Outrage Builds Over Extermination of Hundreds of Geese from Major City Park in New York
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It was a sickening shock that no one saw coming: In the dark, early morning hours of July 8, officials from the US Department of Agriculture, along with NYC Parks Department representatives, rounded up several hundred resident geese in Brooklyn's largest park, ziptied their feet and legs together and carted them off--to gas them with carbon dioxide. They were then double-bagged, and shipped off to a landfill. It's not entirely clear how many geese were killed altogether; estimates range from 250-400 in total. (Also notably missing are the several hundred mallard ducks that also populate Prospect Park's lake; at the moment, only a few dozen black ducks are seen now.)
The reason? Well, it all starts with America's favorite hero, Captain Sully. Since the Hudson landing in January 2009, rules around geese populations near airports have been shifting. Recently, it was decreed that no geese can exist within seven miles of New York's airports. The decree is fraught with numerous problems.
First, the geese that US Airways Flight 1549 struck were not resident geese -- they were migratory geese from other parts of the continent. It's well-known in Prospect Park that the geese there are resident; not only do they stay their year-round, but their flight muscles are relatively atrophied in comparison due to their sedentary lifestyle. They are simply unable to fly as high as the airplanes that make their way over the park. (It's a common joke amongst park regulars that some of the geese spent their winters in nearby Green-Wood Cemetery.)
Second, I'm told by local Park waterfowl aficionados Anne-Katrin Titze and Ed Bahlman that the measurement that was taken of the new seven-mile rule is wrong: officials measured from the border of the airport's property, and not the runways. Measuring from the runways, they say, would have spared the lives of the park geese.
Even if the park geese were a danger, no public opportunity to discuss or brainstorm a better solution (such as those offered by groups like GeesePeace), contributing to the outrage and feelings of powerlessness Last year, Mayor Bloomberg supported the killing of local geese in a radio address, saying, "There is not a lot of cost involved in rounding up a couple thousand geese and letting them go to sleep with nice dreams." Protests outside City Hall and his home resulted; the Mayor is notably silent now.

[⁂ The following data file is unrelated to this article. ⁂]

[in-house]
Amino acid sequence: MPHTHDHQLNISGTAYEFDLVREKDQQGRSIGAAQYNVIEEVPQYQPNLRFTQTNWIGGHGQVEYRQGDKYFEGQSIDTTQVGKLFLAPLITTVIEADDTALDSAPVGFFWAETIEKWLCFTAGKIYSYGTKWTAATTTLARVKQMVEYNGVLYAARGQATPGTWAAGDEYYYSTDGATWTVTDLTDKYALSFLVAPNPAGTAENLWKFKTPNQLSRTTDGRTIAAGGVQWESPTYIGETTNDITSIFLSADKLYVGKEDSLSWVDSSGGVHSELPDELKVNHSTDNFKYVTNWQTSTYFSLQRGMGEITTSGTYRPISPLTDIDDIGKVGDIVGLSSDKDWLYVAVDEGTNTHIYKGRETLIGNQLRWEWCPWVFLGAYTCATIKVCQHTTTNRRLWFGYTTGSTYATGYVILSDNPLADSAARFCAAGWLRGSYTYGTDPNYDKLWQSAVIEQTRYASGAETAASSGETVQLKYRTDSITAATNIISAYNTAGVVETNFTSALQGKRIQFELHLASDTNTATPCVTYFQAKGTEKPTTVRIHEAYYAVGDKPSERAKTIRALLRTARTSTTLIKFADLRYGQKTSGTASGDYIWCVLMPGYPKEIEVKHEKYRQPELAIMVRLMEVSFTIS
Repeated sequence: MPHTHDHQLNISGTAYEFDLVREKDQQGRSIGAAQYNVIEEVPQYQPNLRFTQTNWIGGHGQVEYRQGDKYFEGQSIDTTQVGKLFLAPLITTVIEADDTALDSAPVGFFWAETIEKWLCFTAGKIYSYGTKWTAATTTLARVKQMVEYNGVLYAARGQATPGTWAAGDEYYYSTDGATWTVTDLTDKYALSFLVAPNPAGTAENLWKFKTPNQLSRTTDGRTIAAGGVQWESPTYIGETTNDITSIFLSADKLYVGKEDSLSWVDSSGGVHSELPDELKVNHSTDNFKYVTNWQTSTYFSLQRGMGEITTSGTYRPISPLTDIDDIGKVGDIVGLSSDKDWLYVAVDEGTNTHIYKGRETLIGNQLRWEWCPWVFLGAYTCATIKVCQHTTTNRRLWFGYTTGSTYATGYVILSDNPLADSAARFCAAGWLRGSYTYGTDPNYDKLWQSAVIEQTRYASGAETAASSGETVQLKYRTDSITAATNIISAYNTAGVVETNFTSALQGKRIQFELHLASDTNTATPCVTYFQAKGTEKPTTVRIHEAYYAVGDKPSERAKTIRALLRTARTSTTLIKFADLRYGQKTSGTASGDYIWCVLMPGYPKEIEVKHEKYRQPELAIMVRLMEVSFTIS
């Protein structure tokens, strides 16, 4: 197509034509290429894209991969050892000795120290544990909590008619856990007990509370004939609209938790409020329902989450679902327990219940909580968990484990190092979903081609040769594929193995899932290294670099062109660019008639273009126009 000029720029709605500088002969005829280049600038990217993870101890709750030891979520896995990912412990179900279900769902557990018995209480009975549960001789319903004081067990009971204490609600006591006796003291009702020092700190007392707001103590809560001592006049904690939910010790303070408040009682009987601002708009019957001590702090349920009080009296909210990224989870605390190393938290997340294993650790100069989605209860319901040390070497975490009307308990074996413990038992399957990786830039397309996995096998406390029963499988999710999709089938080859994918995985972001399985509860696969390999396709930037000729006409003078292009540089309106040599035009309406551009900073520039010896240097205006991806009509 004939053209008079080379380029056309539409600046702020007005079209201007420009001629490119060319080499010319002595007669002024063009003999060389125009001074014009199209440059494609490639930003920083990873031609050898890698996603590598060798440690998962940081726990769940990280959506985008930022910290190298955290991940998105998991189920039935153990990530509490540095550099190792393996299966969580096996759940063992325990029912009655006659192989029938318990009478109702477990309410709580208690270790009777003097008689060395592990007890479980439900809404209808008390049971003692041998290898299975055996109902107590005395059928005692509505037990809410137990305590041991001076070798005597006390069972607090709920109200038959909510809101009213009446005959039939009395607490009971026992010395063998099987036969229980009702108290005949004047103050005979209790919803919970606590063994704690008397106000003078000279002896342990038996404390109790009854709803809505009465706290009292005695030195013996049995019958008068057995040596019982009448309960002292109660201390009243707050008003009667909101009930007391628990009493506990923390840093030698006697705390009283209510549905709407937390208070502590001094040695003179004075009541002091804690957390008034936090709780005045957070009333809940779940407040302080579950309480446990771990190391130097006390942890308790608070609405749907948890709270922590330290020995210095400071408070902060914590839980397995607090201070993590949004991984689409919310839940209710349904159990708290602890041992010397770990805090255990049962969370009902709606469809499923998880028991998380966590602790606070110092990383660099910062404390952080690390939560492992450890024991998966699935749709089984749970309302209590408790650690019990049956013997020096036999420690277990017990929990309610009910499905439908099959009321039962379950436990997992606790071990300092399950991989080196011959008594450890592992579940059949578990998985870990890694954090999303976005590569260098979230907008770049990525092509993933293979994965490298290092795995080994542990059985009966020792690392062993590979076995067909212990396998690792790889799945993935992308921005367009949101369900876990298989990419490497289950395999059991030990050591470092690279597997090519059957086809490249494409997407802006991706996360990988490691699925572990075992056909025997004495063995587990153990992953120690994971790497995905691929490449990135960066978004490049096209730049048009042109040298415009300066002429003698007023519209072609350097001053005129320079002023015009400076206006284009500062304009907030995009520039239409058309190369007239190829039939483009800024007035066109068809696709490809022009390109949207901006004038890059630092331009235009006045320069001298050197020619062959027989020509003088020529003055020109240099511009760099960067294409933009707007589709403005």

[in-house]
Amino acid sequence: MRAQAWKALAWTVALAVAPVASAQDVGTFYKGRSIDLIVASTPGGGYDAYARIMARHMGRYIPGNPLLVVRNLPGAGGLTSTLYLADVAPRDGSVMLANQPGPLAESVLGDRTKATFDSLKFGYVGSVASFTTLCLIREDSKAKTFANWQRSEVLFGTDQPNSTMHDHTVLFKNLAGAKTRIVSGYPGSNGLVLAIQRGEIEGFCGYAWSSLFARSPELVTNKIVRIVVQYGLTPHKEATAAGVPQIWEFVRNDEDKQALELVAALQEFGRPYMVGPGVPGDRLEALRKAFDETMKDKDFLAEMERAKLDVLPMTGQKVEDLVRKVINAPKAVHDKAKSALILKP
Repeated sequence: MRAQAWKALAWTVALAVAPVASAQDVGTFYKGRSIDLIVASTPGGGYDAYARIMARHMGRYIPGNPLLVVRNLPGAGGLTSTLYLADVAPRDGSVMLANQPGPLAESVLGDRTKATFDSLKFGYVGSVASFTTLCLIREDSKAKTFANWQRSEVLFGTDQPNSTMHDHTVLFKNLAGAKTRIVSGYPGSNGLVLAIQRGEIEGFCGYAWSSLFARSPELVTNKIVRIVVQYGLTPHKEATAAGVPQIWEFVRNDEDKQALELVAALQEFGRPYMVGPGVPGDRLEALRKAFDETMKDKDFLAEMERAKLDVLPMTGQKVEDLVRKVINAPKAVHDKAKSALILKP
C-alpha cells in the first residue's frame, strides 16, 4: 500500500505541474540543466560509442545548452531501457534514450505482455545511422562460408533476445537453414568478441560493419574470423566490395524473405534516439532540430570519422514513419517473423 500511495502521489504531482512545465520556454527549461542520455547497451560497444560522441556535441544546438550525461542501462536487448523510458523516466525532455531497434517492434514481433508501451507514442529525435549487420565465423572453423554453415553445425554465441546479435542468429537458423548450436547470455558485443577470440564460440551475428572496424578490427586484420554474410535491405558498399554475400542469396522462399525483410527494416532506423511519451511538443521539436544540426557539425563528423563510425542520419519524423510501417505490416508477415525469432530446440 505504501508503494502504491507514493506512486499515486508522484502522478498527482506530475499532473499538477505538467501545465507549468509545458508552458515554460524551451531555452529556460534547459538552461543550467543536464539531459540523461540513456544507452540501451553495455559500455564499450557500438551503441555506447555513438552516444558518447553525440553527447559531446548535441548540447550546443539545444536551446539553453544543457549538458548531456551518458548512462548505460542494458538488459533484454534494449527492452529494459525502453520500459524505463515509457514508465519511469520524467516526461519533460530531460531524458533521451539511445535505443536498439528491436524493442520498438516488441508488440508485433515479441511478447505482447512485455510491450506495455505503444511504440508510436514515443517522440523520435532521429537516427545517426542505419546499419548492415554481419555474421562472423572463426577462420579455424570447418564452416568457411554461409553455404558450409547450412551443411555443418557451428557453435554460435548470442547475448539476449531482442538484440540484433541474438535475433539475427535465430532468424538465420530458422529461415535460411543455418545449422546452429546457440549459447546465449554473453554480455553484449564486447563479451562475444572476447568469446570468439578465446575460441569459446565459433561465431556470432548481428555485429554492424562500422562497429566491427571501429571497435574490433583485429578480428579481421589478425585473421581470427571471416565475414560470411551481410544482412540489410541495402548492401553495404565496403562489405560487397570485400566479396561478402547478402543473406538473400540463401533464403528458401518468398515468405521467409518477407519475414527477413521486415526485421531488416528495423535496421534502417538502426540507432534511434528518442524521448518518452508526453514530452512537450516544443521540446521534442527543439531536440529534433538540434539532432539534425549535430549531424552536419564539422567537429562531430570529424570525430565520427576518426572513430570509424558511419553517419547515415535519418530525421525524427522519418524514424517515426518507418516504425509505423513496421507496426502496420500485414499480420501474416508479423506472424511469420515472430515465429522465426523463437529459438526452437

Brooklyn Borough President Marty Markowitz is "distraught" over the killings, but so far has not taken further action against the federal officials and park representatives who sanctioned them. Park administrator Tupper Thomas (noted for her ushering in the era of public-private partnerships taking over Prospect Park) is reportedly not answering any questions, and is directing inquiries back to the USDA. Park officials are already on the public's hotseat with the ongoing garbage problems within the park.
For days after the geese disappeared, there were lies and confusion being spread about their whereabouts. The Audubon Society claimed the geese suddenly flew off to nearby Jamaica Bay, for example, though the geese had otherwise never left the park in large numbers. Finally, on Monday, the USDA admitted publicly what they'd done.
No one disputes that public safety is everyone's top priority. But these geese posed no threat, and were senselessly taken from the community. According to the Brooklyn Paper, the Humane Society of the US "called on federal officials to 'immediately halt' its killing program and focus on 'a plan that will truly protect public safety.' The group claims that evidence shows that airplanes typically encounter migrating birds, not resident populations like the hundreds that call Prospect Park home."
The park community mourns the senseless death of these animals that were so much a part of our Prospect experience. On a telephone pole near the lake, an anonymous poster has been taped to a telephone pole. It reads, "R.I.P. Geese. Call 311, voice your outrage."